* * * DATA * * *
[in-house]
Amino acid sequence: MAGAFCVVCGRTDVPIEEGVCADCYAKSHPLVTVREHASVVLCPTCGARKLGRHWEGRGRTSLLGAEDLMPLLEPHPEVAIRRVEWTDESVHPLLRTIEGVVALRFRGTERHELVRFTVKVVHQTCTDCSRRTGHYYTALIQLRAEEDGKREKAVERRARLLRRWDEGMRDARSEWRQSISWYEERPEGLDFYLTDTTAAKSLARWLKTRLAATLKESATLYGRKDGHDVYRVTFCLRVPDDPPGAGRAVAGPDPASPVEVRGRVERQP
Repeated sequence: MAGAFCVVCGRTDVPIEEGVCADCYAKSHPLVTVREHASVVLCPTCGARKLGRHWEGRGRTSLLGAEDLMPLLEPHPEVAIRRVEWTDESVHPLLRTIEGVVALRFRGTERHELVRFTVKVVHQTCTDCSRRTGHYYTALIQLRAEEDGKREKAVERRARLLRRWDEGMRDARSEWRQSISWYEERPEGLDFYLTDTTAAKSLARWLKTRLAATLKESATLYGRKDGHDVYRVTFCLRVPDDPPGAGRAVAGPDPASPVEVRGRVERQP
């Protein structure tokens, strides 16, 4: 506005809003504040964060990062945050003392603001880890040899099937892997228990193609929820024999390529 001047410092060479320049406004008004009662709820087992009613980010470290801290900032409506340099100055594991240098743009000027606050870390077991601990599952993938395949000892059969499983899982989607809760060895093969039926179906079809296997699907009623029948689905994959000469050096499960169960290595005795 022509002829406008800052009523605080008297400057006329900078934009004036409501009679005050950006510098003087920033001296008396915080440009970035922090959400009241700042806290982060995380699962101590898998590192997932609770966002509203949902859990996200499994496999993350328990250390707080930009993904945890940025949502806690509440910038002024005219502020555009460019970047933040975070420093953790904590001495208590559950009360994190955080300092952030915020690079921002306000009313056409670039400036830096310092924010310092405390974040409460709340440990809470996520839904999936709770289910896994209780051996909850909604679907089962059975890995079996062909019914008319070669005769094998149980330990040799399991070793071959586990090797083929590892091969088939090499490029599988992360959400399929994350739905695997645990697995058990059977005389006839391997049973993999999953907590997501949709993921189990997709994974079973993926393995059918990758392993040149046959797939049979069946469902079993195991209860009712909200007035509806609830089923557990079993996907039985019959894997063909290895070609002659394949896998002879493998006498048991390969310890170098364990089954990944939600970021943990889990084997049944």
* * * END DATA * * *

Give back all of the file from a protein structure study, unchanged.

[in-house]
Amino acid sequence: MAGAFCVVCGRTDVPIEEGVCADCYAKSHPLVTVREHASVVLCPTCGARKLGRHWEGRGRTSLLGAEDLMPLLEPHPEVAIRRVEWTDESVHPLLRTIEGVVALRFRGTERHELVRFTVKVVHQTCTDCSRRTGHYYTALIQLRAEEDGKREKAVERRARLLRRWDEGMRDARSEWRQSISWYEERPEGLDFYLTDTTAAKSLARWLKTRLAATLKESATLYGRKDGHDVYRVTFCLRVPDDPPGAGRAVAGPDPASPVEVRGRVERQP
Repeated sequence: MAGAFCVVCGRTDVPIEEGVCADCYAKSHPLVTVREHASVVLCPTCGARKLGRHWEGRGRTSLLGAEDLMPLLEPHPEVAIRRVEWTDESVHPLLRTIEGVVALRFRGTERHELVRFTVKVVHQTCTDCSRRTGHYYTALIQLRAEEDGKREKAVERRARLLRRWDEGMRDARSEWRQSISWYEERPEGLDFYLTDTTAAKSLARWLKTRLAATLKESATLYGRKDGHDVYRVTFCLRVPDDPPGAGRAVAGPDPASPVEVRGRVERQP
């Protein structure tokens, strides 16, 4: 506005809003504040964060990062945050003392603001880890040899099937892997228990193609929820024999390529 001047410092060479320049406004008004009662709820087992009613980010470290801290900032409506340099100055594991240098743009000027606050870390077991601990599952993938395949000892059969499983899982989607809760060895093969039926179906079809296997699907009623029948689905994959000469050096499960169960290595005795 022509002829406008800052009523605080008297400057006329900078934009004036409501009679005050950006510098003087920033001296008396915080440009970035922090959400009241700042806290982060995380699962101590898998590192997932609770966002509203949902859990996200499994496999993350328990250390707080930009993904945890940025949502806690509440910038002024005219502020555009460019970047933040975070420093953790904590001495208590559950009360994190955080300092952030915020690079921002306000009313056409670039400036830096310092924010310092405390974040409460709340440990809470996520839904999936709770289910896994209780051996909850909604679907089962059975890995079996062909019914008319070669005769094998149980330990040799399991070793071959586990090797083929590892091969088939090499490029599988992360959400399929994350739905695997645990697995058990059977005389006839391997049973993999999953907590997501949709993921189990997709994974079973993926393995059918990758392993040149046959797939049979069946469902079993195991209860009712909200007035509806609830089923557990079993996907039985019959894997063909290895070609002659394949896998002879493998006498048991390969310890170098364990089954990944939600970021943990889990084997049944």